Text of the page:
Tuesday 1st April 2014 - Hillditch Pool

Today I decided once again to take advantage of the good weather and head over to Hillditch Pool in my seemingly on-going quest for all things invertebrate.

On arrival at the pool I was soon greeted by 2 stunning ♂ Brimstone butterflies that came chasing past.  The butterflies didn't stop there though as I also recorded 11 Peacock, 6 Small Tortoiseshell and a Comma within the area. 

Peacock on Blackthorn blossom

Other inverts of interest during this visit included a queen Common Carder Bee (busily feeding on the Dandelion flowers) and lots of mating Bloody-nosed Beetles.

Common Carder Bee (Bombus pascuorum)

Bloody-nosed Beetles (Timarcha tenebricosa)

Things were certainly picking up birdwise too with a pair of Blackcaps in the adjacent hedgerow, the ♂ of which was busy singing.  Also of interest was a Willow Warbler that was singing occasionally, my first for the year.

Other birds of interest at the site included 2 Common Buzzards, a ♀ Great Spotted Woodpecker, a Green Woodpecker and a Raven who was busy 'kronking' away.

Around the wooded pool there were many clumps of Marsh Marigold in bloom.

Marsh Marigold (Caltha palustris)

Saturday 29th March 2014 - Shenstone

Finally, the wheels of this blog have started turning again....

As today was exceptionally warm and sunny I decided to spend some time 'on patch' looking at the inverts. I started my visit on Heath Lane where a great selection of insects were on show including many Dock Bugs and Pied Shieldbugs present.  Ladybirds were also well represented with many 7-spot Ladybirds on the nettles and a single Harlequin Ladybird also noted.

Dock Bug (Coreus marginatus)

Harlequin Ladybird (Harmonia axyridis)

The high point at Heath Lane though came in the form of a double header.  On one of the railway sleepers, in the fence next to the paddock, there was a Ruby Tiger larvae present.  On closer inspection I also noticed that there was a tiny 16-spot Ladybird next to it (only my 2nd record of this species on the patch).

Ruby Tiger (Phragmatobia fuliginosa) larva & 16-spot Ladybird (Tytthaspis 16-punctata)

From Heath Lane I headed to Butts lane where things were very quiet on the insect front.  That said I did pick up on a ♂ Northern Wheatear along the path across the field but unfortunately it was flushed by a dog walker before I could get a record shot...tsssk!  Ah well it was my first for the patch for 2014 so shouldn't moan

Monday 23rd March 2014 - Habberley Valley NR

Today I returned to Habberley Valley Nature Reserve to see if I could see the Adder(s) again.   Shortly after arriving I bumped into a nice chap called Andy H who has been watching and photographing the Adders there for a few years now.  After a bit of a natter we walked round the prime area and observed 3 Adders (2♂, 1♀).  The dark male that I had seen on my previous visit here was the most showy but the other smaller male and the female were far more wary and quickly disappeared into the undergrowth.

Adder - 23rd March 2014

After Andy had left I decided to go and check another area of the reserve that is favoured by the snakes and after a while I managed to spot one all but hidden under the vegetation...obviously camera shy.  Still this ♂ Adder was the 4th I had seen at the site during this visit.

Camera shy Adder - 23rd March 2014

By now, the temperature had warmed up a little and the sun was trying it's best to break through, so I decided to return to the initial area. The showy dark Adder was now on full view and was even obliging enough to let me film a bit of footage.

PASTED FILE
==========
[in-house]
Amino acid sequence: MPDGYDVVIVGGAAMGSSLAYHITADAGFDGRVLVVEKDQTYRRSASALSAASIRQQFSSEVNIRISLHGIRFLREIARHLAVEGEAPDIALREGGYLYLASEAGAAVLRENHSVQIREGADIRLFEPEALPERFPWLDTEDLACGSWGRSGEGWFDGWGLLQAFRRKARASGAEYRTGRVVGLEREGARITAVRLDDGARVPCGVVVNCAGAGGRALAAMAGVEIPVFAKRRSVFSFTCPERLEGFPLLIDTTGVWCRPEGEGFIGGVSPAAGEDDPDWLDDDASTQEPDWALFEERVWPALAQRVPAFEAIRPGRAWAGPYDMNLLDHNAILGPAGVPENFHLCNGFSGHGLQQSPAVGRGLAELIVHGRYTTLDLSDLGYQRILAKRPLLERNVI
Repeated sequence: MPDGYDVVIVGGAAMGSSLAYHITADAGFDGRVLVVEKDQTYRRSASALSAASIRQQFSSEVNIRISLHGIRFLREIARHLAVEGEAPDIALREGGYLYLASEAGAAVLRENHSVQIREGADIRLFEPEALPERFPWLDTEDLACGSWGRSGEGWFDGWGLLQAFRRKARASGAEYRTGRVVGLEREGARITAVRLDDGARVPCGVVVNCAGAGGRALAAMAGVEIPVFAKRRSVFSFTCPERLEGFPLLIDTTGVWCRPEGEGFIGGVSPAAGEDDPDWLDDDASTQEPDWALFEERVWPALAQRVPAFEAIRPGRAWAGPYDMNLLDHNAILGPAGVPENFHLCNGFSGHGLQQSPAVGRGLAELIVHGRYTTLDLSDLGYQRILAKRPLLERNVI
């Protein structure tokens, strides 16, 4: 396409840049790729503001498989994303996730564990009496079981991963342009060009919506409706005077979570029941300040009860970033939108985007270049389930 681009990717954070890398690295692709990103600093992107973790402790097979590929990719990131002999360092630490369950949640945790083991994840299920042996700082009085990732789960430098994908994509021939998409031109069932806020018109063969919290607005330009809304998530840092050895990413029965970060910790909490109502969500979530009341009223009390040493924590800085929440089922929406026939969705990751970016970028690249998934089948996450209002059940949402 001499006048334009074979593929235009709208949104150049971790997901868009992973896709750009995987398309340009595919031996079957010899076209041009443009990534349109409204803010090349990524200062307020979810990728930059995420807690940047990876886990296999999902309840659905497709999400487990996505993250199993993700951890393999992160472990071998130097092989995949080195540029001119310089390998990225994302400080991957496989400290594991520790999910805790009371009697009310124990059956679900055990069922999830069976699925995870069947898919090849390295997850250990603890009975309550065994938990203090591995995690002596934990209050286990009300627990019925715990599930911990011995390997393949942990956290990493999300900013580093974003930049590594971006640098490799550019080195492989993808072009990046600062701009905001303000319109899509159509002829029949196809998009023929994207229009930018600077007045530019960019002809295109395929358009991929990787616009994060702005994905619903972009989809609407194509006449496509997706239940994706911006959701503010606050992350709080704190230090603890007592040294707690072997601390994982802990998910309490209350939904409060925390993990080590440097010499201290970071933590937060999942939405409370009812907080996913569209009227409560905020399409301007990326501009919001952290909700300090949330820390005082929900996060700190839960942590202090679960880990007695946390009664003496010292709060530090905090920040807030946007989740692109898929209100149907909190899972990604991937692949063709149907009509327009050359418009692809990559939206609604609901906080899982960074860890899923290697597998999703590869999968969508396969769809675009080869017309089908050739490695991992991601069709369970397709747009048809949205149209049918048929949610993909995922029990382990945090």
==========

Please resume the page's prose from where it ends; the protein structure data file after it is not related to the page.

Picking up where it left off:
What a great way to round off the day, I just need to catch up with a few Grass Snakes now!

Wednesday 19th March 2014 - Titterstone Clee

Today, Bev & I decided to take a trip out to the Shropshire highpoint of Titterstone Clee Hill.  Titterstone is about a 35 min drive from Kidderminster and, and although across the county border, is perhaps closest high point (it's certainly much closer than the Malvern Hills).  It's a place that I visit every few weeks and can produce some good birds, especially during migration periods.

On arriving at the summit car park we undertook a walk around checking the ruined quarry buildings and slopes for any passage migrants.  Things were extremely quiet until Bev picked up on a single ♂ Northern Wheatear on one of the rocky slopes...result!  This was the first Wheatear I have seen in 2014....cheers Bev!  A Common Buzzard, a Kestrel and 4 Ravens were also noted in the summit area.

Northern Wheatear - 19th March 2014 (record shot)

The rest of the walk around the summit area proved fruitless so we headed over to the nearby Catherton Common. Bev was starting to feel the cold and decided to sit it out in the car, so I set off to see what was about.  I hadn't walked far before a cracking ♂ Stonechat perched up on a gorse.  This individual was unringed, so possibly a passage bird as there has been a rolling program of colour ringing the Stonechats & Wheatears at Clee.

Stonechat - 19th March 2014 (record shot)

On walking past the boggy pools I flushed a Common Snipe which called loudly before flying off into the distance.  Continuing my walk around the marshy area I then flushed a Jack Snipe which flew up from a couple of feet away flew about 30 feet and dropped back down.  I headed back to the car to fetch Bev and see if we could slowly walk towards where it had dropped down and relocate it.  We were in luck when I picked it up sat next to some Juncus in a damp channel.  We walked slowly a bit closer to the bird as it sat motionless hankered down watching us.  This allowed for us to get some cracking photos of this stunning little wader.  After a few minutes of watching the bird we turned around and walked back leaving it to go about it's business...what a great way to end the day!

Jack Snipe - 19th March 2014